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Federal ReserveFederal Reserve System is the name of the central banking system of United States, which introduced by a 1913 act of Congress. The Federal Reserve Act sometimes called the Glass-Owens Bill (Stephenson, 1934, p. 1179). The legislation provided for a stable central banking system after the system set up by the National Bank Act of 1863.
Economic Recession DefinitionMany specialized and experts around the world believe that a true economic recession can only be established if GDP (Gross Domestic Product) growth is negative for a period of two or more successive quarters. It is really more common than realize for countries around the world to practice mild economic recessions. Recession (or contraction) is a natural result of the economic cycle and will adjust for increasing and decreasing prices of goods and services and consumer spending.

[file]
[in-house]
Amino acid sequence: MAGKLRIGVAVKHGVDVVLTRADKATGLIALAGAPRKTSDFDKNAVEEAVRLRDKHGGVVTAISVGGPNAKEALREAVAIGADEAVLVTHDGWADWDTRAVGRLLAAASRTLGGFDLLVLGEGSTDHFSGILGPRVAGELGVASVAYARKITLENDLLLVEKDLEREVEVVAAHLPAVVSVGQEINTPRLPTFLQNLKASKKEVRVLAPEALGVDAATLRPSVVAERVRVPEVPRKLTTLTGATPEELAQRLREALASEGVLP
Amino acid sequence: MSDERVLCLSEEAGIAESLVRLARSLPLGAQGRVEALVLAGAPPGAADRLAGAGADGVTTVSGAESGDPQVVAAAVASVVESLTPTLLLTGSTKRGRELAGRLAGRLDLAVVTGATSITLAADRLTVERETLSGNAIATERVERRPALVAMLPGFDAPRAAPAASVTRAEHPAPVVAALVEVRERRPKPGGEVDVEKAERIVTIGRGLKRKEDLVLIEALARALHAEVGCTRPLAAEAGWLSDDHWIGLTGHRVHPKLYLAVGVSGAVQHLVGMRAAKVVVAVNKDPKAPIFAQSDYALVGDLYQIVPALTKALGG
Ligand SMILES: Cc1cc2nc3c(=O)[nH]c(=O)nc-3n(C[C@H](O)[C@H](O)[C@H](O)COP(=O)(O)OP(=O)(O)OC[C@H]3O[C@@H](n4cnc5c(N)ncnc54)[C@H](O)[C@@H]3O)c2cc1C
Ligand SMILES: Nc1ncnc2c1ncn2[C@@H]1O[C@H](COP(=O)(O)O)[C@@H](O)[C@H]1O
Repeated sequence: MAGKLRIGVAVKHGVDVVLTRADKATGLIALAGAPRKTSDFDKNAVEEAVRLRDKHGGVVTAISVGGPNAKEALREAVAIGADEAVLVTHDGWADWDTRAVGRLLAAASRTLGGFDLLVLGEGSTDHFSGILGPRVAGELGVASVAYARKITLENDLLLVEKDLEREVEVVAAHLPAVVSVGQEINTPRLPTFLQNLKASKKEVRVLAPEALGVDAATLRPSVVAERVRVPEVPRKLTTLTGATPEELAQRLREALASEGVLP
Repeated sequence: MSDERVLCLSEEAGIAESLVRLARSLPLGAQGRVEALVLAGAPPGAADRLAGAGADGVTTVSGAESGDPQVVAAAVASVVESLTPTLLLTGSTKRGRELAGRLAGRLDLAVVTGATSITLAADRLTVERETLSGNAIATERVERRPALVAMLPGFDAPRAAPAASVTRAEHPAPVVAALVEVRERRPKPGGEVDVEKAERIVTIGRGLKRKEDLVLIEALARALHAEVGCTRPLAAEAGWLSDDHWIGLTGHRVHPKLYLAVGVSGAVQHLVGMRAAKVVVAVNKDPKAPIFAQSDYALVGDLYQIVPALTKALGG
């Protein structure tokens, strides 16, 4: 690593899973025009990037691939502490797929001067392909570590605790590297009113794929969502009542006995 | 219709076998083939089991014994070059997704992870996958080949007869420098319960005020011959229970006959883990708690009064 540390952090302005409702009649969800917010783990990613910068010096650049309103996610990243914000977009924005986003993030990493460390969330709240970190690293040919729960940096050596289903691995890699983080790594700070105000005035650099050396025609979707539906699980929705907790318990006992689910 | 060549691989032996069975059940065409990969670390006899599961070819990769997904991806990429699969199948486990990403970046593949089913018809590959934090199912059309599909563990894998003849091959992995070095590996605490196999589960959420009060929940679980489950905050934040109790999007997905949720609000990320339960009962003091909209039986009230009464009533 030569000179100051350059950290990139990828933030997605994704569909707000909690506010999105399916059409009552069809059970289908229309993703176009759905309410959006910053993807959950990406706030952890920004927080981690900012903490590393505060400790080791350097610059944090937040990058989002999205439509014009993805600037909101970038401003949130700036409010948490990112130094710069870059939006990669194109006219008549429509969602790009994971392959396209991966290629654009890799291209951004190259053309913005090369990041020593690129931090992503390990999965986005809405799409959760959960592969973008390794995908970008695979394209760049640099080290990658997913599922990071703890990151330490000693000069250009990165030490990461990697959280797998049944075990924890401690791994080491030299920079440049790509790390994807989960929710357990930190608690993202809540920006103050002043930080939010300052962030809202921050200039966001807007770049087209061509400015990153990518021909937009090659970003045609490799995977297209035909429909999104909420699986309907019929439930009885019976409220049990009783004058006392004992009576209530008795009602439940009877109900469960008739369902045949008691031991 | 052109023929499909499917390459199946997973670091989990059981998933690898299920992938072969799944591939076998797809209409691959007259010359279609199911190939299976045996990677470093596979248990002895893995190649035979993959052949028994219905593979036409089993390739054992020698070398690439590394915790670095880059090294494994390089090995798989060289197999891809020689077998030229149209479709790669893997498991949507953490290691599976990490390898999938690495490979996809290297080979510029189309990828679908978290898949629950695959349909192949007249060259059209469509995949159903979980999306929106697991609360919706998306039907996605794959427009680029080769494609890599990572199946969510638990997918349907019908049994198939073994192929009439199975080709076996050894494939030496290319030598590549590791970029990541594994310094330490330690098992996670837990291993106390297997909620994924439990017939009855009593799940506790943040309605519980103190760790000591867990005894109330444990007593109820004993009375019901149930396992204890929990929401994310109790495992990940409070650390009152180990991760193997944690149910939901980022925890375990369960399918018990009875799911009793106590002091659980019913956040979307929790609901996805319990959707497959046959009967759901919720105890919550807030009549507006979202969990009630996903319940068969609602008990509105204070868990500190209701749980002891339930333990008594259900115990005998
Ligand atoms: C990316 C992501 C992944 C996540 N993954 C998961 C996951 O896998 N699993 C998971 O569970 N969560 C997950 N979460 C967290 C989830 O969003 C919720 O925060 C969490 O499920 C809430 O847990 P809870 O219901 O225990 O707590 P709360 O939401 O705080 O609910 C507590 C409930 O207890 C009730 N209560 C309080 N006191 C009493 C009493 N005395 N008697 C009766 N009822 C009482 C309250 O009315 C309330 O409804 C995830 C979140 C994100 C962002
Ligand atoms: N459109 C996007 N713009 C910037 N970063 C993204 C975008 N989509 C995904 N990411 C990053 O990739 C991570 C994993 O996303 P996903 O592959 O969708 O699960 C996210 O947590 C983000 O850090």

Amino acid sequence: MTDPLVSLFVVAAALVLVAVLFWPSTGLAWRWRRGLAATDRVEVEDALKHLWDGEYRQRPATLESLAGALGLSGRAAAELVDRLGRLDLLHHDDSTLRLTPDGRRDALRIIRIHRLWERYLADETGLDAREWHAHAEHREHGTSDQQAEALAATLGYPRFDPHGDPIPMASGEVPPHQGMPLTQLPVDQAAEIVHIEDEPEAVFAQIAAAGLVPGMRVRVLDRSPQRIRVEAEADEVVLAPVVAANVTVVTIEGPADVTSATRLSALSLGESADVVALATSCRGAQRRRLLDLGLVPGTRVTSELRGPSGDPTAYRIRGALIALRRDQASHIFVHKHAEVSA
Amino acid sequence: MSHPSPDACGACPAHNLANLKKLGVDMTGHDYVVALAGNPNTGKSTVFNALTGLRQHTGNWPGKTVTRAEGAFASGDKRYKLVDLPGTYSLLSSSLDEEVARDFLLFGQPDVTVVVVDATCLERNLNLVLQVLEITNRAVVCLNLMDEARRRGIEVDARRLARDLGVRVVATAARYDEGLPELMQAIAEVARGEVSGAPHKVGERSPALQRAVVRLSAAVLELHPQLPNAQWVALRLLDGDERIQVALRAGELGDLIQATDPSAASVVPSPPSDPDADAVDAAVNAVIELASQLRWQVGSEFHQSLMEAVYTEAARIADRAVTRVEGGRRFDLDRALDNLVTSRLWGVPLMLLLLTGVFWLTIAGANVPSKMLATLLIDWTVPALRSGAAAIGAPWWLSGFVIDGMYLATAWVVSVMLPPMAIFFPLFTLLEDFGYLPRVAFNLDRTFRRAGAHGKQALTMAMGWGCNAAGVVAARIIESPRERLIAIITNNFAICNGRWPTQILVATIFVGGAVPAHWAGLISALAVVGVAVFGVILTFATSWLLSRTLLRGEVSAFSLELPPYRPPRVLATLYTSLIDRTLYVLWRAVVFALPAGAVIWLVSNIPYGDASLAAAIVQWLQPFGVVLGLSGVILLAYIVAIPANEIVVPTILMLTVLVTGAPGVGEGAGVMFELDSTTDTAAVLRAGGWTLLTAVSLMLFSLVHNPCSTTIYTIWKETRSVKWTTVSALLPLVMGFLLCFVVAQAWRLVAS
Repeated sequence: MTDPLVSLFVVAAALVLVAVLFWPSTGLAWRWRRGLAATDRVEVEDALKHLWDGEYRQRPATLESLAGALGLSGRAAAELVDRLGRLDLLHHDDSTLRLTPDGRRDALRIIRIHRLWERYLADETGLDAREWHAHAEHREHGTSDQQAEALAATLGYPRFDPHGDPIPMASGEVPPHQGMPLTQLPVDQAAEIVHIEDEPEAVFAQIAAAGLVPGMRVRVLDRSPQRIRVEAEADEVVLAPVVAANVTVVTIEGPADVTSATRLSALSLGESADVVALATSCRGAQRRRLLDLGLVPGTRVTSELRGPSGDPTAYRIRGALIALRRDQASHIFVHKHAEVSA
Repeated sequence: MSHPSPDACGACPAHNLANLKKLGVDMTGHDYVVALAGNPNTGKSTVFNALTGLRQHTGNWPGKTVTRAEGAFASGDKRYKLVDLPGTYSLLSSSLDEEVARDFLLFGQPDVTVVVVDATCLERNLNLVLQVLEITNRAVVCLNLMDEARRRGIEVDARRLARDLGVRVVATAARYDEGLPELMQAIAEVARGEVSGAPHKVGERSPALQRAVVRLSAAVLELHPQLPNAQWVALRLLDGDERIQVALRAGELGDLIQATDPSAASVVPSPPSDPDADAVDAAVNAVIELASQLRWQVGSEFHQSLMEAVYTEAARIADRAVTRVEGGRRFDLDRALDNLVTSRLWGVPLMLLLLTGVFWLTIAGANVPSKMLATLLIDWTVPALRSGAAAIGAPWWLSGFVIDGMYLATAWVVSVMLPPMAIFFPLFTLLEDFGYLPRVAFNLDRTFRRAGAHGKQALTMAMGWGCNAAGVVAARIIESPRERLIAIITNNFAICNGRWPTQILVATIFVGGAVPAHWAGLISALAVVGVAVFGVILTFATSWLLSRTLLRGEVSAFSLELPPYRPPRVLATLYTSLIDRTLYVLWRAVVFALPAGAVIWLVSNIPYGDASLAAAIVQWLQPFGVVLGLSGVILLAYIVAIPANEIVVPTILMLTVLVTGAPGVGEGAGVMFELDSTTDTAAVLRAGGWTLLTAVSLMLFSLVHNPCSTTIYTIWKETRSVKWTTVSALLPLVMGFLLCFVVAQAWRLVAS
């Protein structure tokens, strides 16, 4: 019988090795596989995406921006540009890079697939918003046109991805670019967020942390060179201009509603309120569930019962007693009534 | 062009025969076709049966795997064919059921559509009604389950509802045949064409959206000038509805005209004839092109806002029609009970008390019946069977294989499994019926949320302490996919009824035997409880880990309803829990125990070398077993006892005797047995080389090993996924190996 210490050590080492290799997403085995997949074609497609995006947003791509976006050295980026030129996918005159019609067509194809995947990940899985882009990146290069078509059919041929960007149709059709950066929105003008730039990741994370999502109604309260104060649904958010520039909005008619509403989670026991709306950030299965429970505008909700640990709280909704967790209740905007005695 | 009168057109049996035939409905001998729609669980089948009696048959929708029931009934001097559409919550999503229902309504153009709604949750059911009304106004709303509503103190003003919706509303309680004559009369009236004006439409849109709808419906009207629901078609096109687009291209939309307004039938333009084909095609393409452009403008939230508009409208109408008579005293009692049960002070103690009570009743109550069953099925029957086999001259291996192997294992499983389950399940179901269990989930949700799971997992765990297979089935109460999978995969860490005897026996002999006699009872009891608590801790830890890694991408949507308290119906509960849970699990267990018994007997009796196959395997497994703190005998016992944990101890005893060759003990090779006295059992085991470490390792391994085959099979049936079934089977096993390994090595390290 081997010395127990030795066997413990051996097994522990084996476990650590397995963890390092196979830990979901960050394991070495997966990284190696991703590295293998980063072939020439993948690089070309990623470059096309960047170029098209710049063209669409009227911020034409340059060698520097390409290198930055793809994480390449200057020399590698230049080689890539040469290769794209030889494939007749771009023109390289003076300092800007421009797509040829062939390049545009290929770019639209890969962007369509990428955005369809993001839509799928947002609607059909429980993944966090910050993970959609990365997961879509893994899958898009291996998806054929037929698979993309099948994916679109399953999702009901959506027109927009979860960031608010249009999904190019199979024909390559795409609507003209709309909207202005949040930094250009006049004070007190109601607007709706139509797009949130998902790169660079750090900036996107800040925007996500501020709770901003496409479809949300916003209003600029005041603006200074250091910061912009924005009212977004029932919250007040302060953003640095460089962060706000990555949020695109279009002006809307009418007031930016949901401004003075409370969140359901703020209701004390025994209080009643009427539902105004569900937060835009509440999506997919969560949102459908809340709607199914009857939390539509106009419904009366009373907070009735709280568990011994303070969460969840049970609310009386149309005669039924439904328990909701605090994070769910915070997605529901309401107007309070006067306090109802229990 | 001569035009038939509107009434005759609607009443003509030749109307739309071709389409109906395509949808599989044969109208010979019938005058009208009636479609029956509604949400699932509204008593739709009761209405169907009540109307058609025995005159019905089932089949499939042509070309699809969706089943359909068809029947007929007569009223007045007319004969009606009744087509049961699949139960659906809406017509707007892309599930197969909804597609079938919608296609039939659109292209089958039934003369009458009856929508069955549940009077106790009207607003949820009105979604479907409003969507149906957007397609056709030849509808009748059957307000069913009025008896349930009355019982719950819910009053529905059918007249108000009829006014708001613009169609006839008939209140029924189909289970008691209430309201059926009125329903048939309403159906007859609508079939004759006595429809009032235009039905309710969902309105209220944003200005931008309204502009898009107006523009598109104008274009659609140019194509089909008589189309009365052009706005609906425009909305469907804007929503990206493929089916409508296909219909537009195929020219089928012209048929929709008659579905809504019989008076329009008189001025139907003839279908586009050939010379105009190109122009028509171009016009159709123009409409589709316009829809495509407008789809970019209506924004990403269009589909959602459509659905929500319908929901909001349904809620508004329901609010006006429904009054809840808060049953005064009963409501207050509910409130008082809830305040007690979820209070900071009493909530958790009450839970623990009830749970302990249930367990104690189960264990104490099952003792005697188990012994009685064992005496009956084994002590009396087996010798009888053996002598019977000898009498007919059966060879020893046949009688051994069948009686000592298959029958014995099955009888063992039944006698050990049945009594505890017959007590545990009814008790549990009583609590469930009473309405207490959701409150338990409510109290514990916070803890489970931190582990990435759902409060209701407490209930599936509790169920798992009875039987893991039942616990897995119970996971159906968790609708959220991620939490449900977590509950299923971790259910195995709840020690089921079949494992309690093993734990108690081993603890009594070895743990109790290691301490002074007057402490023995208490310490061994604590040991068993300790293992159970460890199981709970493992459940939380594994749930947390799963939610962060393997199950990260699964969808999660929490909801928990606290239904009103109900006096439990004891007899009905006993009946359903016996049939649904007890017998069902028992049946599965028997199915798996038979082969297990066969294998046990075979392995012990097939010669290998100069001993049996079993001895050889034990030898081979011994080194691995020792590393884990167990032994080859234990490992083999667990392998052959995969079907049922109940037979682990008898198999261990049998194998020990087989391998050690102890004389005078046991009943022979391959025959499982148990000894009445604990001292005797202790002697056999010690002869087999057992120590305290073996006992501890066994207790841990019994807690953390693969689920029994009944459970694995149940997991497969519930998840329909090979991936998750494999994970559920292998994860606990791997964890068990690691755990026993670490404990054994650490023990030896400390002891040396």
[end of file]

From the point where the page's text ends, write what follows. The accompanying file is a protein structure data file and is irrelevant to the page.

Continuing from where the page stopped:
Three ways of the Federal Reserve can change the money supplyThe Fed influences the money supply with three tools that work on the amount of reserves in the following ways (Kroon 2007, p. 133): First, Federal Reserve sets the "reserve requirement" for all commercial banks (Klein1986, p.258). The reserve requirement is the amount of money a commercial bank must hold in central bank (Federal Reserve) to reserve relative to all the money it has lent out. Thus, the Fed can decrease the money supply by increasing the required amount of reserve, which decrease the money circulation of the system (Case and Fair 2008, p.533), and when the Fed want to increase the money supply by decreasing the reserve requirements. Secondly, ?[a]nother key responsibility of the Fed is controlling the money supply. By buying and selling US Treasury securities, the Fed targets and largely controls? (Martin and Epstein 2003 p.6). It is the second way of the Fed controls the money supply is buying and selling of Treasury bills, bonds and notes (Hubbard and O'Brien 2008 p.450). When the Fed sells a T-Bill, it's taking money out of the system and replacing it with a security, which isn't counted in money supply ? and vice versa when the Fed buys back bills and notes. Finally, the Fed moderates the money supply through raising or lowering interest rates. The Fed sets the required reserved rate, the interest rate of money borrowing, and the discount rate, which is the rate the Fed charges banks to borrow from it. The discount rate is the interest rate the Fed charges local banks to borrow money from the Federal Reserve System (Bateman 2001 p. 84). Banks increase & decrease in these rates by adjusting their loaning and borrow rates accordingly. Increasing rates tend to fall money supply by discouraging use of money for spending. The increase in money spends the falling rates. If the Federal Reserve is going to adjust all of these tools during an economic recession the change will be makes are follows: 1. In recession the Fed will reduce the minimum reserve of cash which bears more or less a definite relationship to the volume of commercial banks deposit in Federal Reserve (central bank). For this reason the commercial banks are produce more money supply in market with a low interest rate & the money circulation will be rise in market. 2. The Fed controls the money supply is buying of Treasury bills and notes. When the Fed buys a T-Bill at market, it's give money out of the system and replacing it with a security. 3. In recession the Fed will decreasing the interest rate. For that peoples take money from bank what they deposited in commercial bank. As a result the money circulation will be increase in market. If the Federal Reserve is going to adjust all of these tools during an economy growing too quickly the change will be makes are follows: 1. In inflation the Fed will the Fed will increase the minimum reserve of cash which bears more or less a definite relationship to the volume of commercial banks deposit in Federal Reserve (central bank). For this reason the commercial banks are reduce money supply in market with a higher interest rate & the money circulation will be decrease in market (Wyss 2000 p. 31). 2. The Fed controls the money supply is selling of Treasury bills and notes. When the Fed selling a T-Bill at market, it's taking money out of the system and replacing it with a security. That is the money circulation in market will decrease. 3. In inflation the Fed will increasing the interest rate. For that peoples deposit money in commercial bank. As a result the money circulation decreases in market.
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